Top 5 Tips on How to Choose Your PhD External Examiner

In your PhD journey, you may have seen it all—late nights, tears, frustration! Although completing your PhD thesis is an accomplishment in itself, defending it is a momentous event. When preparing to defend their thesis becomes a priority, PhD students often neglect the importance of choosing the right external examiner. In this article, we shall discuss why it is important to choose your PhD external examiner wisely and also share the top 5 tips on how to do so.

Why is Choosing the Right PhD External Examiner Important?

If we are to be inspired by Socrates, we could unhesitatingly say “an unexamined thesis is not worth writing”. Therefore, considering that thesis examination is an object of study, the selection of your examiner must be done scrupulously. Hence, what stands between you and the hallowed status of “Doctor” is the thesis defense. A PhD student cannot directly select an external examiner. However, you can suggest examiners to the academic unit. As you have been involved in the study for years, you know the intricacies of the research and who would be suitable for judging the same. You can do all you want to defend your thesis in the best possible way but it would stay fruitless if you do so in front of the wrong examiners.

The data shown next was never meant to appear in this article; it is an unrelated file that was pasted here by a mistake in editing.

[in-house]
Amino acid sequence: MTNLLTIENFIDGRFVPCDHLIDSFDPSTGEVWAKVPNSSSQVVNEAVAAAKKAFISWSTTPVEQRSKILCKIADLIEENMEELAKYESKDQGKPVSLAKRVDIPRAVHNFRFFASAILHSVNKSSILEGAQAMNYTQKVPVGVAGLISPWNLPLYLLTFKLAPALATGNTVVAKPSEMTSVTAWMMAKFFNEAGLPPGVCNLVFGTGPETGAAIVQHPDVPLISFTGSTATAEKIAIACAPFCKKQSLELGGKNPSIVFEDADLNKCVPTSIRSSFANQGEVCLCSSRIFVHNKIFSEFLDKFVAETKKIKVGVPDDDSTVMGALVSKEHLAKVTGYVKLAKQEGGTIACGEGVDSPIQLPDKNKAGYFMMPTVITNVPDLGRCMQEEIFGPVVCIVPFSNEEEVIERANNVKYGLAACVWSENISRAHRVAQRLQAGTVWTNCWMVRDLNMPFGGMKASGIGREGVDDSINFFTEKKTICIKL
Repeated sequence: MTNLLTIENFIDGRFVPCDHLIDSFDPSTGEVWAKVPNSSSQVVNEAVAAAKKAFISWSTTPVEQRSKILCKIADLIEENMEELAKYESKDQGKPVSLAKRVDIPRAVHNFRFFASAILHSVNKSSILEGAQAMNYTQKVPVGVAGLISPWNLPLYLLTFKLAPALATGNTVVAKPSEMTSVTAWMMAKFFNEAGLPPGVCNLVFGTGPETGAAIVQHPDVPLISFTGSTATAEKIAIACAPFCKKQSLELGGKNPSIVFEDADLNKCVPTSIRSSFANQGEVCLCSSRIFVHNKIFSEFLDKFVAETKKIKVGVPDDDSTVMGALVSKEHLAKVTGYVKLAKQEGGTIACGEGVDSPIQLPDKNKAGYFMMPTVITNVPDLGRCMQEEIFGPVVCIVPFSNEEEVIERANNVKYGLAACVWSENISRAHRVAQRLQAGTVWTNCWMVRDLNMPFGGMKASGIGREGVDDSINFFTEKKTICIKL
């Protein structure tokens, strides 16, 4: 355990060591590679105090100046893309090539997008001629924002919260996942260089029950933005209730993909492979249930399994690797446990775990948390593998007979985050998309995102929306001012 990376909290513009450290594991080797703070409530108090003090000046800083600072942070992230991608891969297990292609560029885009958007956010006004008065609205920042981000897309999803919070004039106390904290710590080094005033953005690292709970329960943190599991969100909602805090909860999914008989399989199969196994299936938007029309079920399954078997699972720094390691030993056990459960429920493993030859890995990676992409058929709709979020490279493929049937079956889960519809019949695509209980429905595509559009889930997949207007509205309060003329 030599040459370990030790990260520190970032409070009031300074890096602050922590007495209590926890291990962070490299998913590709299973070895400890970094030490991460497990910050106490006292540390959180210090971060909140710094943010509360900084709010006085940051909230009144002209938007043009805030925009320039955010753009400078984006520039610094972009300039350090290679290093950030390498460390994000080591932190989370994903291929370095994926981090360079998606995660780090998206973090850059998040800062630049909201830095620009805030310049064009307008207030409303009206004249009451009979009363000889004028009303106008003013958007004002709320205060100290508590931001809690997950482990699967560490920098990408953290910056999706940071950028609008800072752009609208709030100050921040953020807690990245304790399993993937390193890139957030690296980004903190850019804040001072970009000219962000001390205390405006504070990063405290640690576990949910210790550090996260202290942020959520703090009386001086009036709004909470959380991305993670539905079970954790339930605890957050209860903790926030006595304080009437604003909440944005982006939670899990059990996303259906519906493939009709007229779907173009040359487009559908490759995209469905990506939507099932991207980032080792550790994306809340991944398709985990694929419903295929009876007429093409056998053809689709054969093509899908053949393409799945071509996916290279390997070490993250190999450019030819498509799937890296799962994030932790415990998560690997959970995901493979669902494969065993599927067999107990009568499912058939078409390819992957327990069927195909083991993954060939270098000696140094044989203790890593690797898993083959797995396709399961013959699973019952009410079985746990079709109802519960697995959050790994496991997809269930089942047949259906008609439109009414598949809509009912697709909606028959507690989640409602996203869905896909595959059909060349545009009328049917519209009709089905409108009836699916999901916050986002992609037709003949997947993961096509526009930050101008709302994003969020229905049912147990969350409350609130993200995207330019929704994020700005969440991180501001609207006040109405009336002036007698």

What Happens When You Do Not Choose the Right Examiner?

As part of the PhD examination process, examiners take anywhere between two to four weeks to read your submitted thesis and accept it for defense. The countless hours you’ve put into conducting research and completing your thesis cannot be undermined by a poor choice of external examiners.